John Perry Mahaffey, born in 1845 in Cambridge, Ohio, was a hardworking man who sought success through honest means, living by the Golden Rule and following the example set by his ancestors. He learned the printer’s trade after receiving a common school education and became proficient in it. Mahaffey was a prominent Democrat, serving as clerk of courts of Guernsey County and as a state senator. He was also a patriotic soldier during the Civil War, and a member of various fraternal organizations and the Methodist Episcopal Church. He purchased the Cambridge Herald in 1882 and made it a successful journal until he retired in 1910.
The life of John Perry Mahaffey, one of Cambridge’s substantial and well-liked citizens, has been replete with success well-earned, for he has always been a hard worker and has sought to advance himself by no questionable methods, always striving to live up to the Golden Rule and follow the example set by his ancestors. He is the son of John and Margaret Mahaffey and was born in Cambridge, Ohio, on April 16, 1845. Practically his entire life has been spent in this city. His father was born in Washington County, Pennsylvania, on December 31, 1813. Coming to Cambridge at an early age, he made this community his home until his death on March 5, 1852. He was a man who took an interest in the affairs of his community and was highly respected for his integrity, and he established a very comfortable home here. The mother of the subject, known in her maidenhood as Margaret Newman, was born on the Isle of Guernsey on April 3, 1817, and there she grew to maturity, emigrating to America in 1834 and locating at Cambridge, Ohio, where she continued to reside until her death on January 3, 1892.
John P. Mahaffey, of this review, after receiving a common school education, learned the printer’s trade, and that has been his chief occupation ever since, being very proficient in the “art preservative.” He has always been a Democrat and an earnest and untiring advocate of the party’s principles and prominent in its conventions in the town, county, and state. He served one term as clerk of courts of Guernsey County from 1879 to 1882 and made a very commendable record. He was a candidate for presidential elector on the Democratic ticket in 1900, and in 1904 he was the Democratic candidate for clerk of the Supreme Court of Ohio but went down in defeat with the balance of the ticket. In 1905, he was elected state senator from the eighteenth and nineteenth districts, composed of Coshocton, Guernsey, Monroe, Tuscarawas, and part of Noble counties, and he made such a commendable record and gained such universal favor that he was re-elected in 1908. He made his influence felt in that important body, and his record has been so praiseworthy in every respect that he won the admiration of all fair-minded citizens, irrespective of party alignment.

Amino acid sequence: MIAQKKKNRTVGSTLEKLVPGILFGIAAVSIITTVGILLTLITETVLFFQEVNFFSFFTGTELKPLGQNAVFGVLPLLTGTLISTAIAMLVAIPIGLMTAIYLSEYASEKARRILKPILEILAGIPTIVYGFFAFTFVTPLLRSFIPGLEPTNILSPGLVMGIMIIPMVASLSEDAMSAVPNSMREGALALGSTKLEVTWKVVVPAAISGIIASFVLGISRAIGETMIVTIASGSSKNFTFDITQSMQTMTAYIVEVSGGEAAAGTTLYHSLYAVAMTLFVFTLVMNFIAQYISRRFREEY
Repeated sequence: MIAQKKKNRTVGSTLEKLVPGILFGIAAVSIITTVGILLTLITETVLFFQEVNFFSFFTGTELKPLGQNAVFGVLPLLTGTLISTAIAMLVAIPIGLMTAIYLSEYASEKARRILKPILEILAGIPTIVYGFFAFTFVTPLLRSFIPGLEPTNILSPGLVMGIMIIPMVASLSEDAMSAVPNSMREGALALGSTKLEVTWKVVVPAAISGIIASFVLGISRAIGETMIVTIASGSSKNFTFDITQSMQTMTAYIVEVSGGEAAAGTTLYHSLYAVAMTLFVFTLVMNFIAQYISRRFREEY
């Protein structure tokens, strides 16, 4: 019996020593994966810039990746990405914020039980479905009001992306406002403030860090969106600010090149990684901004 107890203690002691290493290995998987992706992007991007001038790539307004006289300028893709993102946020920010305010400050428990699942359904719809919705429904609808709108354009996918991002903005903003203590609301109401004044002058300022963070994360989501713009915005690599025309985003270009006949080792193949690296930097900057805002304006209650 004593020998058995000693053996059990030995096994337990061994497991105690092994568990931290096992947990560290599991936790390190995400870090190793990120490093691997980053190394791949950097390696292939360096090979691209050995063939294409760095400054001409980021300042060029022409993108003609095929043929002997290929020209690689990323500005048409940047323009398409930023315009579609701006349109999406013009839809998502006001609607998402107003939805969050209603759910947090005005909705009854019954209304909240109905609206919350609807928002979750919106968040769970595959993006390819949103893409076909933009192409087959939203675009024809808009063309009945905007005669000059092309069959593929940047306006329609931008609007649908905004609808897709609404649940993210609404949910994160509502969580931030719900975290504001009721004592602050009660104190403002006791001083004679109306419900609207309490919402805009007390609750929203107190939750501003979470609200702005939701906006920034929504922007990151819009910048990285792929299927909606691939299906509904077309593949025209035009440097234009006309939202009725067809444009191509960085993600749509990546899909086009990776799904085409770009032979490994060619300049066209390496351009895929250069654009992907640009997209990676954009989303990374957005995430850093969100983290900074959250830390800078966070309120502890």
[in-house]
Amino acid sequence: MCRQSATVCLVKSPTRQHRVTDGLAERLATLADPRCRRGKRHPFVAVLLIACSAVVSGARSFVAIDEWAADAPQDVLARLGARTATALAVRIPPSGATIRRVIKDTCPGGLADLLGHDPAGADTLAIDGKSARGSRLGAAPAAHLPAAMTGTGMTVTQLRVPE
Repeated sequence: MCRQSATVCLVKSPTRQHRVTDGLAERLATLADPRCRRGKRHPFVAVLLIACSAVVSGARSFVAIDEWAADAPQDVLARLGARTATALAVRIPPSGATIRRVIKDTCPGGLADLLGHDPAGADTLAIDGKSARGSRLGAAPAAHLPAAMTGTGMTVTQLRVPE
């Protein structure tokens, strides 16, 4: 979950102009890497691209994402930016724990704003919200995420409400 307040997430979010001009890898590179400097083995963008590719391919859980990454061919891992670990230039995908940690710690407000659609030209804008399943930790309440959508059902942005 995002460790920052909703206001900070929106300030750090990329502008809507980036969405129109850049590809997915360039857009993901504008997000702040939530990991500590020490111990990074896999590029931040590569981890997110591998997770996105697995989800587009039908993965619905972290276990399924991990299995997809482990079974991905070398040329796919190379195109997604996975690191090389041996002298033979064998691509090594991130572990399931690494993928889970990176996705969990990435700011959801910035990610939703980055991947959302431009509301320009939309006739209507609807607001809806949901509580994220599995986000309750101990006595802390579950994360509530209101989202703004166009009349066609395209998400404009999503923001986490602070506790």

During the war of the Rebellion, Mr. Mahaffey proved his patriotism and loyalty to the national government by enlisting in the One Hundred and Seventy-second Ohio Volunteer Infantry, in which he served in a very faithful manner. Fraternally, he is a member of the Masonic order, the Knights of Pythias, the Independent Order of Odd Fellows, and the Benevolent and Protective Order of Elks, and he takes a great deal of interest in these lodges. He holds membership in the Methodist Episcopal Church and is faithful in his support of the same.
On March 1, 1882, in connection with T. W. Ogier, Mr. Mahaffey purchased the Cambridge Herald, which the firm continued to publish until August 10, 1910, when the plant was sold to other parties, since which time he has been leading a retired life. He made this paper one of the leading journals of its type in eastern Ohio, and it was a success from a financial standpoint under his judicious management. Its circulation gradually increased, and its value as an advertising medium was made apparent; its columns teemed with the best and brightest news of the day and with able and convincing editorials. In short, he rendered it an indispensable molder of public opinion.
Mr. Mahaffey was married on March 21, 1872, to Sarah F. Scott, daughter of Thomas and Lydia (Langell) Scott, natives of Nova Scotia, who came to Cambridge in early life. Mrs. Mahaffey’s death occurred on February 9, 1873. This union resulted in the birth of one son, G. F. Mahaffey. After graduating from the Cambridge high school, the latter became a student at the college at Delaware, Ohio, and he is at present secretary of the state game and fish department.